Municipal History Museum
Vera - Almería

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The present territory of Vera has hosted the comings and goings of different peoples. Its proximity to the sea, which today makes it a tourist attraction, was in the past fertile farmland and pasture.

Customs and traditions from the prehistoric period to the present day have a place in the different areas of the Historical Museum. The various elements of the city´s heritage and its rural aspects are divided into different thematic museum centers. In the seat of the Museum of Crafts and Guilds of Vera, they are seeking to gather a permanent exhibition that presents the daily life of its former inhabitants. Here you will encounter historical reconstructions of the different periods, including the trades of yesteryear which will be shown as life-size reproductions or smaller models.

On the other hand, there is a section that attaches special importance to the Guild of Craftsmen, where a room is dedicated to displaying trade union banners. These are used in the floats that are paraded to celebrate the fourth centenary of the capitulation of Vera, in 1888.

Take advantage of your visit to the first interactive museum in town to participate and connect directly with its objects. Ample visual information will invite you to take a stroll through the past and will no doubt encourage you to visit the archaeological sites in the area which date back six thousand years. Here you will enjoy viewing replicas of the initial findings as well as a prehistoric hut reproduction built on an archaeological site dating back to the same period.

Vera has been populated since ancient times. Traces of settlements have been found dating back to the Palaeolithic, although the main villages are from the Copper and Bronze Ages. Cultures as well known in the European archaeological landscape as Los Millares and El Argar, were the first to exploit the rich mineral region. The Carthaginians continued with the mining industry and founded the town of Baria near the present town of Villaricos in the sixth century BC.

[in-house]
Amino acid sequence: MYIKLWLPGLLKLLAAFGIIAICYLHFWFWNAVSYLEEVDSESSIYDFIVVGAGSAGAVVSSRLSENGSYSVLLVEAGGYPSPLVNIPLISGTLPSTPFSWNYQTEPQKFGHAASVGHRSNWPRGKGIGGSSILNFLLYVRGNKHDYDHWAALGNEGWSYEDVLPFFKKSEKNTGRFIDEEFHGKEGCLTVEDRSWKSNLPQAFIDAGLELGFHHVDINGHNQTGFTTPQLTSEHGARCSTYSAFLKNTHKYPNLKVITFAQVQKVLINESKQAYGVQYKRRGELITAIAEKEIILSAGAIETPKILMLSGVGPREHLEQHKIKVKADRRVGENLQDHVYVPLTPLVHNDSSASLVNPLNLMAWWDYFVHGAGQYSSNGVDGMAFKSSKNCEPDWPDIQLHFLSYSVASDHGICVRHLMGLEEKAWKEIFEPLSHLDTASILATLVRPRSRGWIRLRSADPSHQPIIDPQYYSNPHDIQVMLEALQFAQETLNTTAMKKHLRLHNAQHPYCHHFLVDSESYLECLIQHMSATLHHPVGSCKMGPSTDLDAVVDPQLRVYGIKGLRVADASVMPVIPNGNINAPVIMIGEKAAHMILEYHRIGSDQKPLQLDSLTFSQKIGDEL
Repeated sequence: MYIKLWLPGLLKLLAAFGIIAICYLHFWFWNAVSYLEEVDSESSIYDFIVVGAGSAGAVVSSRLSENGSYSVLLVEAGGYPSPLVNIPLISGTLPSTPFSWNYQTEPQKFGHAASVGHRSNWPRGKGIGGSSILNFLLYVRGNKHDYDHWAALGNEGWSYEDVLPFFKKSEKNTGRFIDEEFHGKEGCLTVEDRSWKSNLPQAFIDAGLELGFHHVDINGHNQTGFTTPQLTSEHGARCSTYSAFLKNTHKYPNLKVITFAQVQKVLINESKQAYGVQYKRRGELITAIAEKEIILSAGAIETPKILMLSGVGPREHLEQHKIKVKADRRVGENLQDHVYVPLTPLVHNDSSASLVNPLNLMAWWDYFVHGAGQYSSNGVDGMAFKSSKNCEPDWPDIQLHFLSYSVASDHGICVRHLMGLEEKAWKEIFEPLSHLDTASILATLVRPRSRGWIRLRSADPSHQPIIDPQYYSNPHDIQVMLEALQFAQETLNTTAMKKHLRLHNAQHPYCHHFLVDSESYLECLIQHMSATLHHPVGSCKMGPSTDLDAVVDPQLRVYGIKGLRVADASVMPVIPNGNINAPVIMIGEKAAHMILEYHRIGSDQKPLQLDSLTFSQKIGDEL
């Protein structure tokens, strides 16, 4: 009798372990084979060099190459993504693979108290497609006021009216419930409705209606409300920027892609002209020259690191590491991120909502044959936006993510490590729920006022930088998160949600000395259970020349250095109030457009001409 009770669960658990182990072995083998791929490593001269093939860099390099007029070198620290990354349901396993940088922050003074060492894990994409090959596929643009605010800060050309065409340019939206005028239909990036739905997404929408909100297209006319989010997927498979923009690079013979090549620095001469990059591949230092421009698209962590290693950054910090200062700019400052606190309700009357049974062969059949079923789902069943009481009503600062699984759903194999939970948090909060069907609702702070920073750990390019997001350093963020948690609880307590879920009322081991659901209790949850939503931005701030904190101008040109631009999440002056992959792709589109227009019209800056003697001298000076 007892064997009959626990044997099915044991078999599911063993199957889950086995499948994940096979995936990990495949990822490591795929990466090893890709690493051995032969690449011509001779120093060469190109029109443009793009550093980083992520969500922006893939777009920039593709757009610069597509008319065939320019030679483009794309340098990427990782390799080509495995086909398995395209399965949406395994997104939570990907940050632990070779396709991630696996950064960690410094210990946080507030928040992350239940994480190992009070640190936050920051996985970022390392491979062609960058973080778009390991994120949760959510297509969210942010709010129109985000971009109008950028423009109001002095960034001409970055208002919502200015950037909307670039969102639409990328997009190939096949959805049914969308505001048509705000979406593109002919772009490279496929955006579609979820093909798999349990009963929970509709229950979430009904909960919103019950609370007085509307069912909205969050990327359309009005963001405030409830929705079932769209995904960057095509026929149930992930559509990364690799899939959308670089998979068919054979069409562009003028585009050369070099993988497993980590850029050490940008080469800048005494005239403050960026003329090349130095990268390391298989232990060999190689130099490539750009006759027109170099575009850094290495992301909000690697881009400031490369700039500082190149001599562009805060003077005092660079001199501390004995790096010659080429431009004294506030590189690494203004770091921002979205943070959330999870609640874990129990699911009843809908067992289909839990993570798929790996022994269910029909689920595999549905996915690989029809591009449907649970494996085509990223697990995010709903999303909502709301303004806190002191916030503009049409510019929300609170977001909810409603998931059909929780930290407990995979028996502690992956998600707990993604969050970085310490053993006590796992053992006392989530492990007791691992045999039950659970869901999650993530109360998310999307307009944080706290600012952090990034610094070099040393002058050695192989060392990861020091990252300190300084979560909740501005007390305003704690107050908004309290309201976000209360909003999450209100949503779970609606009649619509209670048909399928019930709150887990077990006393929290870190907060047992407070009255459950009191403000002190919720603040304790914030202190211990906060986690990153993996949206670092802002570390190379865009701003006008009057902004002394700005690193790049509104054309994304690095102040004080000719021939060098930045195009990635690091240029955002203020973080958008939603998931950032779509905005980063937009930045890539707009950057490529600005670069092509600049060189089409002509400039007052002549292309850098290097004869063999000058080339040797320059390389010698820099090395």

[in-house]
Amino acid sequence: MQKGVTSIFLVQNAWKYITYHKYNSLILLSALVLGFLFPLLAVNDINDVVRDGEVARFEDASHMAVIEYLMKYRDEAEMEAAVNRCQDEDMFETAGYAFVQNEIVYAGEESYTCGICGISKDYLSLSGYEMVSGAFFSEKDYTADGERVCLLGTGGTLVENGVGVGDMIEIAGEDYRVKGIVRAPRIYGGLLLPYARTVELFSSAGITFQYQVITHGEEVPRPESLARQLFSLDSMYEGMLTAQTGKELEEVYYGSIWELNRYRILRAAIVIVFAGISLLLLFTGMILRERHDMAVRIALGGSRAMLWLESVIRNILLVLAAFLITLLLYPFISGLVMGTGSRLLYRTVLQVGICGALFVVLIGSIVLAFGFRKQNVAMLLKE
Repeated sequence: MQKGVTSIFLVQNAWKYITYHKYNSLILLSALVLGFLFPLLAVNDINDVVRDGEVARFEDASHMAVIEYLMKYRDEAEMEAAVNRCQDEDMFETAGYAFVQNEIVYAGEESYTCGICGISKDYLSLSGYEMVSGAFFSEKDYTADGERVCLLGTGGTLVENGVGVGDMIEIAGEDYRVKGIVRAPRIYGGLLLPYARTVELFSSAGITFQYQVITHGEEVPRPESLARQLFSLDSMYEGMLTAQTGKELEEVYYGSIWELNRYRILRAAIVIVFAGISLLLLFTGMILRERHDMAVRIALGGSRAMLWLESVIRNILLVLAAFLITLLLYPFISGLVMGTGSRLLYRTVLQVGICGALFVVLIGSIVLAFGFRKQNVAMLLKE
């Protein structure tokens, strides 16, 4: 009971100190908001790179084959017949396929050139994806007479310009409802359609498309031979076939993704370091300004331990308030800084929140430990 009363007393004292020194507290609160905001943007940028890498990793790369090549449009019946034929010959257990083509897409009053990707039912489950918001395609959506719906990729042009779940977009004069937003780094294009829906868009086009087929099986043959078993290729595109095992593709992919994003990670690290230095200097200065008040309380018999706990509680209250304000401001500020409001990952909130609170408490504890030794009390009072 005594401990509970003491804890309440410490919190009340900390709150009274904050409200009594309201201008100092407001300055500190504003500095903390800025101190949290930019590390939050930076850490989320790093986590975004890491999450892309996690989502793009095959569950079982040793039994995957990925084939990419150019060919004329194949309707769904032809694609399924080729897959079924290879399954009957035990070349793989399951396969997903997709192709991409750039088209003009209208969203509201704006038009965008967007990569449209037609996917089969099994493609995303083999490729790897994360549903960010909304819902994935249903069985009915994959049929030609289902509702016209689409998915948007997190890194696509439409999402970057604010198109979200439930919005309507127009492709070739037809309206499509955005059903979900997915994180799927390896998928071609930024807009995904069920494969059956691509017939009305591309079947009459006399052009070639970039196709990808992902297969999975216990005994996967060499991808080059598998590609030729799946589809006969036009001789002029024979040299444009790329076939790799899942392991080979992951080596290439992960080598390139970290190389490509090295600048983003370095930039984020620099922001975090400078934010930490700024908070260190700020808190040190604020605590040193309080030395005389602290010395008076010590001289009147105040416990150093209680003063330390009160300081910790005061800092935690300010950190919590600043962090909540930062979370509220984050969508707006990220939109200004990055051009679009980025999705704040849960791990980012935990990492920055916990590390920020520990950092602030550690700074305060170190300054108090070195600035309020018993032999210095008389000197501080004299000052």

The Roman occupation has also left us abundant historical testimony; one of the most important is in the hamlet of Roceipón near the hermitage of the Virgen de las Huertas, an example of a Roman village. At the time, Baria retained a stable population. This lasted until the mining crisis and a period of insecurity caused the settlement to move inland to an elevated site next to the current hill of the Holy Spirit, a location that received the favors of Ferdinand the Catholic during the Re-conquest. It was in 1494 that the town received its Rights and Privileges, just before it was struck by a terrible earthquake which forced its transfer in 1518 to its current location.